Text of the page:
Wednesday, December 27, 2006

Maybe Youse Can Leave?

Last week, I made a one-off comment about the rumors that Randy Johnson had demanded a trade, saying that the whole thing reminded me of a line from A Bronx Tale, where Chazz Palminteri declares to a bunch of rowdy bikers "Now youse can't leave." I figured the Yanks are stuck with the Big Unit, bad back, big money, dropping strikeout numbers, and all.

Turns out that there seems to be some smoke to these rumors, with word that while Johnson didn't demand a trade, a recent family tragedy caused him to mention to Brian Cashman how important living close to his family is to him. Cashman apparently took that as an indication that Johnson would waive his no-trade clause for a deal closer to Johnson's family in Arizona and California, so he started working the phones. And to my surprise, it seems that a number of West Coast teams are interested in taking a run at Randy.

Now, all of this is very much at the rumor stage, and the names of teams--much less players--being bandied around is shadowy. The most concrete one seems to involve the San Diego Padres and their elite middle man, Scott Linebrink. Linebrink's someone the Yanks have liked in the past; the Pads are a contender who could use a high-level starter. But this doesn't make sense in the larger picture--the Yanks have half a dozen righty middle relievers right now, with a few others on the horizon. What they lack is starting pitching, position player prospects, and a firstbaseman who can both field and rake. Another team supposedly in the mix, the Arizona Diamondbacks, have supposedly said that none of their young firstbasemen or top outfield prospects are available in a Johnson deal.

...And so that's the rub. Yankee fans don't trust Johnson to be good (much less great) in 2007, but trading him is a "cents-on-the-dollar" proposition. Complicating this are analyses like this one by Nate Silver on Prospectus's Unfiltered. Here's the money quote:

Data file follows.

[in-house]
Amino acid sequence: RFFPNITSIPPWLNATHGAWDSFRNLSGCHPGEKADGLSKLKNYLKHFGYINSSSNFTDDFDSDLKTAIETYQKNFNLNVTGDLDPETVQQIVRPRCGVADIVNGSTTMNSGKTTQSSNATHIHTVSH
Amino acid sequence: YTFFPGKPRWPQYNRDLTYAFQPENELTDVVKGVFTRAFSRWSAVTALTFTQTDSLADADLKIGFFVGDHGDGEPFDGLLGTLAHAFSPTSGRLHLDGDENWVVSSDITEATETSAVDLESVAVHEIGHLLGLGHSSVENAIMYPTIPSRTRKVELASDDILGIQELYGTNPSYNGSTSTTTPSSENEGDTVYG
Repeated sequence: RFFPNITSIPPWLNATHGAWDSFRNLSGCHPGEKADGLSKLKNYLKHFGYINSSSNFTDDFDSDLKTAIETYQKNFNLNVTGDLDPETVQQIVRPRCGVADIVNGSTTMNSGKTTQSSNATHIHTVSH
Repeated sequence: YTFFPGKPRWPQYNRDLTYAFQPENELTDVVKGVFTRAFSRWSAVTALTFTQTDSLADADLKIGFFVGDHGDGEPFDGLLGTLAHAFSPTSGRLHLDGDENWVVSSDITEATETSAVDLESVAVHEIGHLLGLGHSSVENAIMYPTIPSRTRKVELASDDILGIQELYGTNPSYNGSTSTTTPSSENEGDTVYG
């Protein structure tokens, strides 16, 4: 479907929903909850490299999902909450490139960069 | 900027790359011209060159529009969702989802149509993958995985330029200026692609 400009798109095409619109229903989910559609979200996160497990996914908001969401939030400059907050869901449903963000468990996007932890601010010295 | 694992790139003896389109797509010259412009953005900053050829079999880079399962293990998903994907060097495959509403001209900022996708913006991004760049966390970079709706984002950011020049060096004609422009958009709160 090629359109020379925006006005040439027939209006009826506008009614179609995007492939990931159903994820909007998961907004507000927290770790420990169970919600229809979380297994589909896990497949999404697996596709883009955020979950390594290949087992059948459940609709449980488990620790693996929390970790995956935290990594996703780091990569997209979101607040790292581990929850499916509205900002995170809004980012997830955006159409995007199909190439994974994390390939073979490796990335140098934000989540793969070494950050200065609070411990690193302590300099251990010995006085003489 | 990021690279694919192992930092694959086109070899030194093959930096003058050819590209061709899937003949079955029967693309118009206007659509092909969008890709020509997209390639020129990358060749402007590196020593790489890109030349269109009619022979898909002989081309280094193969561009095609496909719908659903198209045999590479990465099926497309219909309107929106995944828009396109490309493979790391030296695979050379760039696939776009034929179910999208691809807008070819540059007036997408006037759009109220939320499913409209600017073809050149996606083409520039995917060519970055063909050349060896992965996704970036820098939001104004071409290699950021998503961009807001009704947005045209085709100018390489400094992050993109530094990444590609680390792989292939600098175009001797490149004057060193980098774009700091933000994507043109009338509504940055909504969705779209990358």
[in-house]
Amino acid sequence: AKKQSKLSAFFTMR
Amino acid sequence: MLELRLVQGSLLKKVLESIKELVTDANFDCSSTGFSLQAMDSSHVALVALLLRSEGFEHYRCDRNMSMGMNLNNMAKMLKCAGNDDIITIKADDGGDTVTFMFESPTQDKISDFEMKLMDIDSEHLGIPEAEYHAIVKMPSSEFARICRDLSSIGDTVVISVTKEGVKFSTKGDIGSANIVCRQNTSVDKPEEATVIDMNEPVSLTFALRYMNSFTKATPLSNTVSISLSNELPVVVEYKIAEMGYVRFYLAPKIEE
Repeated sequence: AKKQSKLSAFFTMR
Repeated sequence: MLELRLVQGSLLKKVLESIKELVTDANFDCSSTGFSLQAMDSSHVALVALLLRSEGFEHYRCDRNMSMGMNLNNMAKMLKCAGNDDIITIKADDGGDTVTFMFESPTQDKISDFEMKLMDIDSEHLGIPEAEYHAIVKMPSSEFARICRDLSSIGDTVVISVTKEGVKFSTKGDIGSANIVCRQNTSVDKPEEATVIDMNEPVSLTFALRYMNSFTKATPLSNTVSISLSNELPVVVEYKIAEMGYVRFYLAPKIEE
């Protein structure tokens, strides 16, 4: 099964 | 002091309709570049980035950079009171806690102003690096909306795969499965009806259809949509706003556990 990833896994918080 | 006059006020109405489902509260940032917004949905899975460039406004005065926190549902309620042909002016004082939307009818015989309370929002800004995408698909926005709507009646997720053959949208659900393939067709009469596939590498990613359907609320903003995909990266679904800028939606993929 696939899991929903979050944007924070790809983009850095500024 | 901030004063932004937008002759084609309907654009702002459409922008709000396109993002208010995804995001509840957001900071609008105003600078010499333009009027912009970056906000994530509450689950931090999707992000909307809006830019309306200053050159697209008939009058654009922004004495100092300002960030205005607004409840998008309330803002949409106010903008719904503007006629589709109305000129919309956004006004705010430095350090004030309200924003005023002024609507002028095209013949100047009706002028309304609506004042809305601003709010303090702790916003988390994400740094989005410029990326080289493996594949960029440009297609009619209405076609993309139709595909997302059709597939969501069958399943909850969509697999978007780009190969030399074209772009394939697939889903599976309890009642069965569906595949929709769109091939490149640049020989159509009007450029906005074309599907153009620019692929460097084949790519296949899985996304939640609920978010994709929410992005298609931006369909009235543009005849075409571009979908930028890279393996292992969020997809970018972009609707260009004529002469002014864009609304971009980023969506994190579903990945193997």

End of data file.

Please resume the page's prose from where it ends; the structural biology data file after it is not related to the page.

I’ve got news for you: the Yankees might not be trading their #4; they might be trading their #1. Johnson’s ERA PECOTAs out at 3.52, which is the best in the Yankee rotation by some margin. You can take that PECOTA with a certain grain of salt because it’s so hard to find appropriate comparables for Johnson. But the names that PECOTA does come up with — Roger Clemens foremost among them — are a reminder that you shouldn’t bet against a great pitcher until you absolutely have to.
Now, PECOTA's often smarter than I am, so it's possible Nate's program is just seeing something I don't. But I think it's extremely unlikely that Johnson shaves nearly a run and a half off his 2006 ERA (a perfect 5.00) in 2007. He just hasn't looked that good over the last two years. But if there is something to PECOTA's analysis, then Silver's right: the Yanks can't dump Johnson for little to no return. I'm also pretty scared by the idea that the front office would use the money saved on Johnson as an excuse to open up the vault for Barry Zito on a 100+ million, 5+ year contract.

But, on the other hand, is there anyone who doubts that Johnson needs a change of scenery, and that the Yankees need a change of personnel? Twice the Big Unit has faltered in the playoffs, showing none of the dominance that the Yanks were expecting when he was picked up two years ago. You can't have a big star like him on the roster and not rely on him when it counts--even if he's been ineffective, even if he has a back problem that will require surgery. Maybe in Arizona, or San Diego, or wherever, his back will suddenly be sound, his bone-on-bone knee will stop aching, and he won't have mysterious shoulder pain. Maybe, back in the National League, he'll be an intimidator again. I just don't think any of these things will happen for the Yankees.

So here's to the guys who run the D'backs and Padres being big fans of PECOTA, and the Yankees getting a fair bit of swag for the Big Unit. The farm system is pretty low on position player prospects, and we could still use a firstbaseman. I hope Brian Cashman can make something happen.


At least we don't have to worry about Shea Hillebrand joining the Yankees now.

It's official: Kei Igawa gets a 5 year, $20 million contract.

After an appeals court ruled that they could be presented to a Grand Jury, it looks like the positive steroids test results from 2003--the year that MLB had confidential survey testing to see if a full steroid testing program should be put in place--are going to be made public in the foreseeable future. Sounds like fun...

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